On 24 December 2020, the EU and UK announced an agreement in principle on a new Trade and Cooperation Agreement. The deal will mean that UK goods can be sold in the EU and EU goods in the UK, without tariffs or quotas.
The UK government announced:
‘The United Kingdom and the European Union have agreed a Trade and Cooperation Agreement, an Agreement on Nuclear Cooperation and an Agreement on Security Procedures for Exchanging and Protecting Classified Information. These Agreements are designed to honour the instruction of the British people—expressed in the referendum of 2016 and the general election last year—to take back control of our laws, borders, money, trade and fisheries. It changes the basis of our relationship with our European neighbours from EU law to free trade and friendly cooperation.’
The UK government has published a summary of the deal: UK-EU Trade and Cooperation Agreement Summary
The agreement sets out the agreed legal terms of the future UK-EU trade, economic, social and security cooperation relationship. It includes a free trade deal, broad economic and social partnership, security cooperation and an agreed single governance framework. It is the most significant trade deal either side have reached with any country outside the single market, worth an estimated £660 billion.
The European Commission’s President, Ursula von der Leyen said:
‘We have, finally, found an agreement. It was a long and winding road. But we have got a good deal to show for it. It is fair and balanced. And it is the right and responsible thing to do for both sides. ….. Finally, we can leave Brexit behind us and look to the future. Europe is now moving on.’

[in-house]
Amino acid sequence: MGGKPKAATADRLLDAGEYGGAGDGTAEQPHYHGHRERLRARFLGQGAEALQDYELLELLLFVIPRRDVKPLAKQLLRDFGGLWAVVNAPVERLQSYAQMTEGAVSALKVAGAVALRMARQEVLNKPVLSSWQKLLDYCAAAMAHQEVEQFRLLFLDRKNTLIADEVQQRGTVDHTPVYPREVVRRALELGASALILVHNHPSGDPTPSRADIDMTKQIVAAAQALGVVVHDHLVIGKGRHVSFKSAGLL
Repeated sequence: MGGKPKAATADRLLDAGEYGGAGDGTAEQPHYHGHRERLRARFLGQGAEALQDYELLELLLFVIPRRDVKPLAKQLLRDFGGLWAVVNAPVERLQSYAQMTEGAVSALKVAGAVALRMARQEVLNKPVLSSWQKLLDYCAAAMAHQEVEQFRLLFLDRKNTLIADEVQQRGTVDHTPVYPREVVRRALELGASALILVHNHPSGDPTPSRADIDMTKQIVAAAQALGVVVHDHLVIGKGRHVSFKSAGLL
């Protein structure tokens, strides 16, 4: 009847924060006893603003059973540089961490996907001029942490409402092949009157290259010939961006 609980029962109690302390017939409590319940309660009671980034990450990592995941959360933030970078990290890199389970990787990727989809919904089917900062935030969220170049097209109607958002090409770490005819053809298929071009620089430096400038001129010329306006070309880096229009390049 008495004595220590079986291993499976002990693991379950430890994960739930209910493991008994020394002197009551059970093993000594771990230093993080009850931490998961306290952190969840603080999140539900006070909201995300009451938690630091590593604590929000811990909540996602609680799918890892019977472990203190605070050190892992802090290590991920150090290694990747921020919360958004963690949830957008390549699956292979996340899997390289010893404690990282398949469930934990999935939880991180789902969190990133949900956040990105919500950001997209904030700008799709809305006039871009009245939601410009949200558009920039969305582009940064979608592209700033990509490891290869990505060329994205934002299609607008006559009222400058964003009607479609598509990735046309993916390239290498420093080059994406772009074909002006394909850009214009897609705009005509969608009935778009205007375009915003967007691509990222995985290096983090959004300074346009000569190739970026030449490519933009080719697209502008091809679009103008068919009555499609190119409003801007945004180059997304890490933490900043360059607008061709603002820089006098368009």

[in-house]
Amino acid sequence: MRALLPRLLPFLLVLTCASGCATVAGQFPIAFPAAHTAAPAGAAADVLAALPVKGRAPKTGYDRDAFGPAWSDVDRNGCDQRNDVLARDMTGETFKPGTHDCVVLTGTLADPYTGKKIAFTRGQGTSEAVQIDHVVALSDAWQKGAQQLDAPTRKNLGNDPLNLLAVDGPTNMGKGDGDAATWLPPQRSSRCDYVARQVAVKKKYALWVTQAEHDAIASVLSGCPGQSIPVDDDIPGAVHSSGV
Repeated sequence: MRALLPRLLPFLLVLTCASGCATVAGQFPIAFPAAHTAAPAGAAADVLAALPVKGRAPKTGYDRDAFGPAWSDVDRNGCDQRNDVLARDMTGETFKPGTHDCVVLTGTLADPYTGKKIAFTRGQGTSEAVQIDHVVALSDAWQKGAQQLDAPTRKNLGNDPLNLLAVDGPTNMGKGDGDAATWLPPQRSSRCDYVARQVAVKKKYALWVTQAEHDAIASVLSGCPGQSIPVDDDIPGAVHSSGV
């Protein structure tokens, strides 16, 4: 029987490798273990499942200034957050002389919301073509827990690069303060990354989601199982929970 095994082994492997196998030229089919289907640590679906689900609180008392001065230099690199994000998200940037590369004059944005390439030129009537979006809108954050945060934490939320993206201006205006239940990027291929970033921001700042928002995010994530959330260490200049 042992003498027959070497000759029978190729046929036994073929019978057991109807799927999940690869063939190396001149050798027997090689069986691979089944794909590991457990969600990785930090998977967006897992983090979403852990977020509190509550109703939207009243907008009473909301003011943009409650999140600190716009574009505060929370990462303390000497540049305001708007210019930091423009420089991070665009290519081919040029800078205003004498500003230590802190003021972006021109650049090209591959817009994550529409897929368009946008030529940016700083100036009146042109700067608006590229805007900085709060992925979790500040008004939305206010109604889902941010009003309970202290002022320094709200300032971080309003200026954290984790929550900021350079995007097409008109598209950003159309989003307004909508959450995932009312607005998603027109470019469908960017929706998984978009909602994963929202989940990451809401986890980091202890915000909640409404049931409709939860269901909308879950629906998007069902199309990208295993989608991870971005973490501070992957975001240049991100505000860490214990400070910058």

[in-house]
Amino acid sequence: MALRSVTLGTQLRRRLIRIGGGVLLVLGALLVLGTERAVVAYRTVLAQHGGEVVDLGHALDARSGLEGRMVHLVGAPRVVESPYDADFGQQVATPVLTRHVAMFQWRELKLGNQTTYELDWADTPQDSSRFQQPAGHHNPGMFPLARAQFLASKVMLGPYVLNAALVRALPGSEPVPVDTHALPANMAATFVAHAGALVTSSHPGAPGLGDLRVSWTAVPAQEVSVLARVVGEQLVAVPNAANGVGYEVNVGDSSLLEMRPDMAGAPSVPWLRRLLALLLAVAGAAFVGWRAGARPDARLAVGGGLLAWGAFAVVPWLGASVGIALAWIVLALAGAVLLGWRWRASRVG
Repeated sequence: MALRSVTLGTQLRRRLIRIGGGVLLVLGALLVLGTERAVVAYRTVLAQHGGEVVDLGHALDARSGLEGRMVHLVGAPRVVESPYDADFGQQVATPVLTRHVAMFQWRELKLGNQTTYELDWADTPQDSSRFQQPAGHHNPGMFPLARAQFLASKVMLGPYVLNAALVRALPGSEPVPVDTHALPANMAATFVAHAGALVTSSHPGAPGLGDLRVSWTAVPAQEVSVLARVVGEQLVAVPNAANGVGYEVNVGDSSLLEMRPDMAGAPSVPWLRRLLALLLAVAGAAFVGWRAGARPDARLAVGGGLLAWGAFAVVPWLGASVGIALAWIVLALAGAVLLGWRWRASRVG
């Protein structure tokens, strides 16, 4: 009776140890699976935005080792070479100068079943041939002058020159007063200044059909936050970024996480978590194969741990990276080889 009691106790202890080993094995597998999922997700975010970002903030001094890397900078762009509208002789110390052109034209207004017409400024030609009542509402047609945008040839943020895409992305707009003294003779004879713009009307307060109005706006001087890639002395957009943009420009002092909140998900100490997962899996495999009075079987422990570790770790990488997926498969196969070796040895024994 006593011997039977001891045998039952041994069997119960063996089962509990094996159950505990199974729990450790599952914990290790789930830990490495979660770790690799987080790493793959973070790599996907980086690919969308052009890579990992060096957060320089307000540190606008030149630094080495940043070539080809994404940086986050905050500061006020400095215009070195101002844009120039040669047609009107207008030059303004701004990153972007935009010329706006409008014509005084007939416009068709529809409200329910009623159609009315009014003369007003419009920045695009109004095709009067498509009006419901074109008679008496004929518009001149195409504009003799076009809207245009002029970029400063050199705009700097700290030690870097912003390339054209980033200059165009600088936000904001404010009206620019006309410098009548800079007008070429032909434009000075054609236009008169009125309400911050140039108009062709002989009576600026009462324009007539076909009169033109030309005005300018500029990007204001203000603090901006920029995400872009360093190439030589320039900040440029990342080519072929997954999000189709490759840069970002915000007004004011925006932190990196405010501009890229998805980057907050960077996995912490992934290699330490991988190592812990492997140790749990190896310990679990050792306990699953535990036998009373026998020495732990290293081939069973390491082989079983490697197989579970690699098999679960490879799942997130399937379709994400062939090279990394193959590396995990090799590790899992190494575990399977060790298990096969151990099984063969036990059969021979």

Both sides expressed their relief at having reached a deal before the end of the transition period, on 31 December 2020.
The deal does not cover financial services equivalence, data protection adequacy and third country SPS listing which were outside scope of the negotiations. Foreign policy, external security and defence cooperation are also excluded from the deal, and will be negotiated separately.
The agreement does not make changes to the rights of UK nationals to work in the EU, which will be subject to Schengen arrangements and domestic legislation of each Member State, or to European nationals’ rights to work in the UK. For European nationals planning to move to the UK for work after the end of the transition period, there will be no preferential access and they will need to satisfy the Immigration Rules which apply to nationals from the rest of the world.
The UK Parliament is expected to be recalled to review and vote on the deal. It is anticipated that the deal will come under some criticism but that it will be passed in the UK. The EU Parliament will need to ratify the deal ready for signature. The EU Parliament is not expected to reconvene before January, but it is expected the agreement will be applied on a provisional basis pending ratification.